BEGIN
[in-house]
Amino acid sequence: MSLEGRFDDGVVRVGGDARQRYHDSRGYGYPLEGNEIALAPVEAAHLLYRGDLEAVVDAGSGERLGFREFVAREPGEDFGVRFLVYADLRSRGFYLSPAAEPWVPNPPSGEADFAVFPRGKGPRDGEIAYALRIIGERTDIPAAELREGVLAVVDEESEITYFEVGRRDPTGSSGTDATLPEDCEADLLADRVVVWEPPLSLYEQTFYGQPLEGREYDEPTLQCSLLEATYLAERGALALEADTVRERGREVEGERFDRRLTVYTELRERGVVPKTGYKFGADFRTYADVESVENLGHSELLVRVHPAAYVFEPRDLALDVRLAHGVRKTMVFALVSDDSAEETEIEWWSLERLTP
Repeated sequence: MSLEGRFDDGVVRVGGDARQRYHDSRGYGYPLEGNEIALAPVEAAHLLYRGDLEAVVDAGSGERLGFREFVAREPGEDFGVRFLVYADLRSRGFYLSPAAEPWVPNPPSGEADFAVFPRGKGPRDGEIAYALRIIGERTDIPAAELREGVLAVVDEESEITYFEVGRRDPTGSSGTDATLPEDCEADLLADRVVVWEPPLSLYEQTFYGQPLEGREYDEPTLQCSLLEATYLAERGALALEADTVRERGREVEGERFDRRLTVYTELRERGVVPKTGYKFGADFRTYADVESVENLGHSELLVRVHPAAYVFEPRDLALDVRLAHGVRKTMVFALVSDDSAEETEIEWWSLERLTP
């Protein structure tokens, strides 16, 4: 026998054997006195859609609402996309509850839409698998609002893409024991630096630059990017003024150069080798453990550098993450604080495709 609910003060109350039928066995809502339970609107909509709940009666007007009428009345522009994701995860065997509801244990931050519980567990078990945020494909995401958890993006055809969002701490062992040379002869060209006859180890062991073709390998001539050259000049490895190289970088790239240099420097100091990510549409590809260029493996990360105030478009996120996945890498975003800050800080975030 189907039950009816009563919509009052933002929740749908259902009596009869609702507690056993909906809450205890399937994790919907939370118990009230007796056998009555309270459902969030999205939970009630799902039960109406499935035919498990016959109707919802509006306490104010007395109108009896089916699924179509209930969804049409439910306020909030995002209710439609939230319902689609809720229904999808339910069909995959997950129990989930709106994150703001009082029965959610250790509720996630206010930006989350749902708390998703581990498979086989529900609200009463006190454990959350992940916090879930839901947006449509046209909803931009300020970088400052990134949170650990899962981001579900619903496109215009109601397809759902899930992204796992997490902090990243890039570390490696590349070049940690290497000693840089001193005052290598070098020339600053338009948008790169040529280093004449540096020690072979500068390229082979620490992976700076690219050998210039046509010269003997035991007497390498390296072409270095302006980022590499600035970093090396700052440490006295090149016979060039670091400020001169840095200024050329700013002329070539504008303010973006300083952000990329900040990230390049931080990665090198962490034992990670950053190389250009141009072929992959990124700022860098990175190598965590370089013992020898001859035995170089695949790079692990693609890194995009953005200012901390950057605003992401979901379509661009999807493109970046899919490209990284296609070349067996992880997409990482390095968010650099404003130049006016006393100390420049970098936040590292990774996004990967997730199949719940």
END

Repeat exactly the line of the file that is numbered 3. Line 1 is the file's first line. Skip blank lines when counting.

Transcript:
Repeated sequence: MSLEGRFDDGVVRVGGDARQRYHDSRGYGYPLEGNEIALAPVEAAHLLYRGDLEAVVDAGSGERLGFREFVAREPGEDFGVRFLVYADLRSRGFYLSPAAEPWVPNPPSGEADFAVFPRGKGPRDGEIAYALRIIGERTDIPAAELREGVLAVVDEESEITYFEVGRRDPTGSSGTDATLPEDCEADLLADRVVVWEPPLSLYEQTFYGQPLEGREYDEPTLQCSLLEATYLAERGALALEADTVRERGREVEGERFDRRLTVYTELRERGVVPKTGYKFGADFRTYADVESVENLGHSELLVRVHPAAYVFEPRDLALDVRLAHGVRKTMVFALVSDDSAEETEIEWWSLERLTP